“The University has compromised with the community in the past on several occasions when historic properties have been threatened,” said Zink. “It would be great if the University followed up those precedents and worked out a compromise on Prospect Avenue.”
Zink noted one compromise that has been put forth where half of the proposed “gateway” structure could be added to the current 91 Prospect clubhouse building on the adjacent lot owned by the University. It could be designed to be architecturally compatible and consistent in character with the rest of the building and the street, as other University construction projects have done in the past, Zink added.
“The community would be quite comfortable with that,” he said. “It would give the University most of what it wants and save important parts of the town’s history. Seemingly it would be a good compromise.”
Harrison described meetings with University Architect Ron McCoy in late August and on September 1, where “we suggested a few compromise options, something we believe is doable and would still allow the University to accomplish what it wants to in terms of a gateway, but we haven’t heard back.”
Harrison noted that community dialogue with the University should have taken place from the beginning off the project, but “better late than never, and if we can do this it will be enormously beneficial from a town-gown relations point of view if they can compromise.”
He added, “We believe it’s doable. This happens all the time in architecture, where old buildings are repurposed. There are many examples all around the country and in Princeton.”
Harrison pointed out four “compelling reasons” why the PPB should reject the University’s application at Thursday’s meeting: “It violates municipal land use laws; it is not consistent with National Park Service guidelines, even though the University is not legally required to follow them; the HPC has unanimously strongly recommend rejection; and there is enormous public pressure in opposition.”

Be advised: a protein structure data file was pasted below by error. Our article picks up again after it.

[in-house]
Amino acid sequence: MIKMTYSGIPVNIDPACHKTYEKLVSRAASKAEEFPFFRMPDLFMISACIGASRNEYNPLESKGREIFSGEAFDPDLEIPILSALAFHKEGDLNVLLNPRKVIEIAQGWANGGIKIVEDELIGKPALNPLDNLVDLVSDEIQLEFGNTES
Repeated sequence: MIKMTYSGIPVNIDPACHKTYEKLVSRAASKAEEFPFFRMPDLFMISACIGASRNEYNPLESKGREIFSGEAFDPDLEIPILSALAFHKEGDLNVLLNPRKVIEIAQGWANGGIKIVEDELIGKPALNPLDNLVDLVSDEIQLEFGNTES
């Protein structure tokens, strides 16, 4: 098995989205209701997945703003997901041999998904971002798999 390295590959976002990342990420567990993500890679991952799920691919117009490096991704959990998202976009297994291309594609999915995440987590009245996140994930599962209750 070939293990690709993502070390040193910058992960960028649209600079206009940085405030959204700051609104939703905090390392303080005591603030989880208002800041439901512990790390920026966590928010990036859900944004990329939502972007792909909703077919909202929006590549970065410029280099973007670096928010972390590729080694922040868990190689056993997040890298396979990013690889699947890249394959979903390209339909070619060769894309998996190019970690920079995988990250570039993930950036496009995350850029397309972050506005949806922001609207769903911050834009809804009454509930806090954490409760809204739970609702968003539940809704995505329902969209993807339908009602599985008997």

He added that some sort of compromise could still be possible after the PPB meeting but that the University, if its application is denied, has promised to simply demolish the 91 Prospect building, which it has the legal right to do, and proceed with construction of the ES+SEAS as planned.
Since the PPB last met on this issue 11 weeks ago, the HPC, at an August 30 meeting, has recommended creating a Prospect Avenue Historic District between Washington Road and Murray Place. The commission voted unanimously to recommend to Princeton Council and the PPB that Prospect Avenue become the town’s 21st local historic district, a designation that would not affect the University’s current ES+SEAS application but would have implications for future development projects.
“Whether or not this current situation can be saved, the hope is to prevent future situations and make it much more difficult for the University to do something like this again,” said Harrison. “It’s for the long term.”